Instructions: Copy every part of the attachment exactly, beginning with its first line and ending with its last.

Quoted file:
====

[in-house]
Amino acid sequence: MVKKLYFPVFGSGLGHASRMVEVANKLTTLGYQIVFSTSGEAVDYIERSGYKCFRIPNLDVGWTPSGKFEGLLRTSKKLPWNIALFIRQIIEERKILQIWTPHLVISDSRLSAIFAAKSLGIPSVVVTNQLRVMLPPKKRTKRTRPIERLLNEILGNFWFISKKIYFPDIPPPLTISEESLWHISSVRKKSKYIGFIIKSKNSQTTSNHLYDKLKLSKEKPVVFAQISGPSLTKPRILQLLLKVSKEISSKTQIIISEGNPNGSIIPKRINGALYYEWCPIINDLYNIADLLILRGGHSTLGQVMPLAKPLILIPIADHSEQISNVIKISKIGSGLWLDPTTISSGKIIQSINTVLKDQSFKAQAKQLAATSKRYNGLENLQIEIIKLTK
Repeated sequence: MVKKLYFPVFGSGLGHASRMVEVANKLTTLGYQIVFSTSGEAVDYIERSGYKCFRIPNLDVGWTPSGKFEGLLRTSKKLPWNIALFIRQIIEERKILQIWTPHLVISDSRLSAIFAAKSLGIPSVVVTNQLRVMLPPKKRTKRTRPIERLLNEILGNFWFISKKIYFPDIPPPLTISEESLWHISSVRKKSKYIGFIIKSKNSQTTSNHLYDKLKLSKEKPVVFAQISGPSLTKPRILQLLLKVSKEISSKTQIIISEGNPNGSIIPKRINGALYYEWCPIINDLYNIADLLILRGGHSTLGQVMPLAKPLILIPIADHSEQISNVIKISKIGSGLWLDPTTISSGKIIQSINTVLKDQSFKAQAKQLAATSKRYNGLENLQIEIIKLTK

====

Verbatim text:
[in-house]
Amino acid sequence: MVKKLYFPVFGSGLGHASRMVEVANKLTTLGYQIVFSTSGEAVDYIERSGYKCFRIPNLDVGWTPSGKFEGLLRTSKKLPWNIALFIRQIIEERKILQIWTPHLVISDSRLSAIFAAKSLGIPSVVVTNQLRVMLPPKKRTKRTRPIERLLNEILGNFWFISKKIYFPDIPPPLTISEESLWHISSVRKKSKYIGFIIKSKNSQTTSNHLYDKLKLSKEKPVVFAQISGPSLTKPRILQLLLKVSKEISSKTQIIISEGNPNGSIIPKRINGALYYEWCPIINDLYNIADLLILRGGHSTLGQVMPLAKPLILIPIADHSEQISNVIKISKIGSGLWLDPTTISSGKIIQSINTVLKDQSFKAQAKQLAATSKRYNGLENLQIEIIKLTK
Repeated sequence: MVKKLYFPVFGSGLGHASRMVEVANKLTTLGYQIVFSTSGEAVDYIERSGYKCFRIPNLDVGWTPSGKFEGLLRTSKKLPWNIALFIRQIIEERKILQIWTPHLVISDSRLSAIFAAKSLGIPSVVVTNQLRVMLPPKKRTKRTRPIERLLNEILGNFWFISKKIYFPDIPPPLTISEESLWHISSVRKKSKYIGFIIKSKNSQTTSNHLYDKLKLSKEKPVVFAQISGPSLTKPRILQLLLKVSKEISSKTQIIISEGNPNGSIIPKRINGALYYEWCPIINDLYNIADLLILRGGHSTLGQVMPLAKPLILIPIADHSEQISNVIKISKIGSGLWLDPTTISSGKIIQSINTVLKDQSFKAQAKQLAATSKRYNGLENLQIEIIKLTK